Banks – On August 21, for a few moments close to 10:15 a.m., Banks area residents will see 99% of the sun obscured as the moon passes between the Earth and the sun.
Shaping up to be a defining moment of 2017, public agencies, businesses, and individuals have been gearing up for the event for months, which is expected to bring up to one million visitors flocking to Oregon to catch the eclipse, which will reach totality just 28 miles from Banks, starting in the morning on the Oregon coast.
Banks has already felt the effects of the eclipse, with a sudden cancellation of the popular Banks BBQ Parade after the Oregon Department of Transportation denied the Sunset Park Association a permit for the parade due to anticipated statewide eclipse traffic on state highways. The cancellation didn’t last long, however – a near-immediate community mobilization saw the parade back on, with a new route that doesn’t impact the ODOT-controlled controlled Main Street/Highway 47.
Meanwhile, the next big impact is about to start – traffic. The Wilson River Highway -also known as Highway 6- is a prime route to Tillamook County, which lies partially in the path of totality – and ODOT is warning locals that the eclipse weekend could become Oregon’s biggest traffic event, ever.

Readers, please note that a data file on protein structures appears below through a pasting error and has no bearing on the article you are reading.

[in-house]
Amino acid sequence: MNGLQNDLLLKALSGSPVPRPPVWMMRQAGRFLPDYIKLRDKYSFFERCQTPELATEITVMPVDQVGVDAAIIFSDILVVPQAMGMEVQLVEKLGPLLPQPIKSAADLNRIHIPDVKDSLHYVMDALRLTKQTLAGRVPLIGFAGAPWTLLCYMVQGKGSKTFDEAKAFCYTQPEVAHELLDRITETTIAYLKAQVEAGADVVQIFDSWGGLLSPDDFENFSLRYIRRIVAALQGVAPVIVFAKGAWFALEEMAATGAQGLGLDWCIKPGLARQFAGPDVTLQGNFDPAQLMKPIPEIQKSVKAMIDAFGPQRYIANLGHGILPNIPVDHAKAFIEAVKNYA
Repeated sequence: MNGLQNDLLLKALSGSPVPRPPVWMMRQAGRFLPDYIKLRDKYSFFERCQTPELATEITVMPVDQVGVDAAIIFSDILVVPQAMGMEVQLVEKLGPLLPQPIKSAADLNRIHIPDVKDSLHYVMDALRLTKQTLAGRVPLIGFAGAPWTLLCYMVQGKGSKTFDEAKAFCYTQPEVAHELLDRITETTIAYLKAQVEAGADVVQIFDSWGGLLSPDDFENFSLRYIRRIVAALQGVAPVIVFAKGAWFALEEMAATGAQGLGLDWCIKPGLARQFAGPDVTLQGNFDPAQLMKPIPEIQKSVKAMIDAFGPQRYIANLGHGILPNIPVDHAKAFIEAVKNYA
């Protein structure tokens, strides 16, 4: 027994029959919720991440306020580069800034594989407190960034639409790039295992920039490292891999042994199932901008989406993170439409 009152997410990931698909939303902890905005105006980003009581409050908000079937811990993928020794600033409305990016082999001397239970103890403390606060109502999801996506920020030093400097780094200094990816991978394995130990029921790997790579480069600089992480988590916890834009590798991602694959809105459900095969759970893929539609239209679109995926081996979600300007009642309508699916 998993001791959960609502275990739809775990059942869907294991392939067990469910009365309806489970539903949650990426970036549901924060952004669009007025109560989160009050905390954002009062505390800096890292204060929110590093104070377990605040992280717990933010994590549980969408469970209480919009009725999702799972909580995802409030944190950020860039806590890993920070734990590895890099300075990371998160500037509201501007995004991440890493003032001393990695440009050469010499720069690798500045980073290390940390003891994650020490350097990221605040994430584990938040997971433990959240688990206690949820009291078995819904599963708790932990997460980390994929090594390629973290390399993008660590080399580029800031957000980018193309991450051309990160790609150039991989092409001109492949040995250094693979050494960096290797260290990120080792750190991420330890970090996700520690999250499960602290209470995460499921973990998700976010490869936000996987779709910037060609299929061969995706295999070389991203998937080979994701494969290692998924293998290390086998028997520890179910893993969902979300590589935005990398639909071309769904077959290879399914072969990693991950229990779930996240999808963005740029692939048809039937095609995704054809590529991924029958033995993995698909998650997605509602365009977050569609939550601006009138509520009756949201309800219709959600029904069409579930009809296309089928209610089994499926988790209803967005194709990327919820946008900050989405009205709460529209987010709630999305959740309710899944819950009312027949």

Remember the December 2016 snow storm that resulted in motorists trapped in gridlocked roads across the Portland Metro area for hours?
Worse than that, according to ODOT.
Already, areas in central Oregon are grappling with major traffic as attendees to an eclipse-themed music festival near Prineville cause gridlock in areas that don’t usually see much traffic.
[Check real-time updates to local traffic on tripcheck.com]
Another danger that has local officials preparing is the potential of human-caused fires as visitors unfamiliar with Oregon’s high fire danger fill the state.
“[Oregon Department of Forestry’s] main objective is to ensure public and employee safety while carrying out the agency mission of preventing wildfires and protecting resources” ODF stated on their website.
[Check weather on the homepage of the Banks Post]
Back in Banks, gas stations are starting to see an uptick in customers. “It feels like a holiday weekend,” says Richard Kadell at the Banks Chevron station, “and it’s only Thursday.” The Gales Creek Shell station also reported a large increase in customers on Highway 6.
As reported by Stephanie Haugen with the Forest Grove News-Times, Pacific University optometry specialists are warning the public that viewing the eclipse without proper safety gear could result in permanent eye damage. However, local stores are all out of ISO-approved eclipse glasses as of Thursday at 1 p.m. when the Banks Post called Jim’s Thriftway, the Forest Grove Bi-Mart, the Cornelius Fred Meyer, and the Cornelius Wal-Mart.
If you’re not planning on viewing this once-in-a-lifetime event, be warned: the next total solar eclipse in Oregon won’t be until October 5, 2108.
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